AWPC Call for Protection of Common Wombats in ALL Parishes in Victoria
The news that wombats are in the firing line for recreational hunters comes as no surprise to the Australian Wildlife Protection Council (AWPC). We place the blame for these cruel and irresponsible activities squarely on the Victorian State Government.
The Department of Environment, Land, Water and Planning (DELWP) are responsible for the enforcement of the Wildlife Act 1975, including breaches to the disturbance, trapping or killing of ‘protected’ native fauna. However, DELWP Wildlife Officers, some of whom hail from the Game Management Authority have stated that their job isn’t to ‘protect’ native wildlife but to instead ‘regulate’ them. The state government describes native wildlife as ‘assets’ that they need to protect from other economic interests. They assist a $174 million per year (2014) industry of kangaroo meat and leather (see link). It is in the state government’s best interests, economically and politically, to keep kangaroos maligned as ‘pests’. Voting farmers also have political sway and keeping wombats in ‘pest’ status buys the government votes. Similarly, the Game Management Authority (GMA) pressure the government to provide ‘assets’ to hunt e.g. ducks.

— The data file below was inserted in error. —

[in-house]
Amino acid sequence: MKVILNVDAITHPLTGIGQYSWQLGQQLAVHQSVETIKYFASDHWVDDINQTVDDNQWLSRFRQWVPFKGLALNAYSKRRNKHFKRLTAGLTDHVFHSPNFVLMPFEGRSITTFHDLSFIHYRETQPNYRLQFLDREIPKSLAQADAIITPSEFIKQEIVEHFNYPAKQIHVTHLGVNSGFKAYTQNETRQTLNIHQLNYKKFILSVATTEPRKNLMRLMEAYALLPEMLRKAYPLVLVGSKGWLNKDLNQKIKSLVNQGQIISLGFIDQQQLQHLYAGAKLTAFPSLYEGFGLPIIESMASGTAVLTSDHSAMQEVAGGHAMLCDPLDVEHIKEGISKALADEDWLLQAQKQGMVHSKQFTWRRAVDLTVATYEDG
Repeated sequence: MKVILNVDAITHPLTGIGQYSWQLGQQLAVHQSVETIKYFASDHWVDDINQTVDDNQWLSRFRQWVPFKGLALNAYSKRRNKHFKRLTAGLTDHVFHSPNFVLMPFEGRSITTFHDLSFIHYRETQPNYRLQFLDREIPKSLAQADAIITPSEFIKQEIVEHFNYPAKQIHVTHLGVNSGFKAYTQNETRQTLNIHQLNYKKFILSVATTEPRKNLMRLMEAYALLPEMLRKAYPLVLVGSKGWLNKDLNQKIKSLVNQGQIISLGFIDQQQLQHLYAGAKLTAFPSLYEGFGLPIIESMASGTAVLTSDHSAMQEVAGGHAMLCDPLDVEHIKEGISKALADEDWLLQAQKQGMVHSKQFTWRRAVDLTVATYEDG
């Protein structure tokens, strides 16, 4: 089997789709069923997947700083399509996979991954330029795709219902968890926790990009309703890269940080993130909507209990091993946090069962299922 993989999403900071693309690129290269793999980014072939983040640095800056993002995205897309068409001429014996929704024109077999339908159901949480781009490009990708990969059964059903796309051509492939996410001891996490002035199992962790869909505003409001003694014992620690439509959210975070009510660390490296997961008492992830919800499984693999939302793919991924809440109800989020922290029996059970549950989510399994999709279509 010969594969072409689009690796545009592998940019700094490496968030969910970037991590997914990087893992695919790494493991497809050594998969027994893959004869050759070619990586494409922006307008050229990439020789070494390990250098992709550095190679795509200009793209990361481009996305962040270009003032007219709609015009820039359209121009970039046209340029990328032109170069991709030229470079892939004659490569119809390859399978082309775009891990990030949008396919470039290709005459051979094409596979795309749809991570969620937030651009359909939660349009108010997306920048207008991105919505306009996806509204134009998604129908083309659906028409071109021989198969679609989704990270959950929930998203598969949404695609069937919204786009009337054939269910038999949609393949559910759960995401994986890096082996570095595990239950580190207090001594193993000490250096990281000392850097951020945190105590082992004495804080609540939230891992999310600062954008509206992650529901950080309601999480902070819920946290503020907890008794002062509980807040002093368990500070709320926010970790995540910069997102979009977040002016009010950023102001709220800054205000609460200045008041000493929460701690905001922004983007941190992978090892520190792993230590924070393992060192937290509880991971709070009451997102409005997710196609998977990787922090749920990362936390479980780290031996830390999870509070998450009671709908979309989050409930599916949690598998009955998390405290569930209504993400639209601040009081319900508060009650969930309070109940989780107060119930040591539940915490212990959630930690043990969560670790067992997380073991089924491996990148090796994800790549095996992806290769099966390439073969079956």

How YOU can Help Wombats in Victoria
The AWPC spoke to The New Daily and Border Mail about this dreadful situation and you can have a voice too.
1. Join or donate to the AWPC so we can continue to be a voice for wildlife. https://awpc.org.au/join/
2. Write a letter or email to the editor of your local newspaper or The Age or Herald Sun.
3. Contact your local MPs and tell them you want more protection for wombats and all native Australian Wildlife.
4. Email Premier Daniel Andrews (email@example.com) and the Minister for Energy, Environment and Climate Change Minister Lily D’Ambrosio (lily.d’firstname.lastname@example.org) to call for the protection of wombats in ALL Victorian parishes. Now is the time to have your individual voice heard!
5. Sign and share these petitions far and wide:
DELWP regulate the permit system for the killing of native animals, and do so for hundreds of thousands every year (see attached). The Authority to Control Native Wildlife permits (ATCWs) are given to applicant landholders to scare or kill wildlife on their land that damage fences, eat crops, or scare horses. In the case of wombats, some farmers want them eradicated because their burrow systems can be dangerous for cattle and sheep.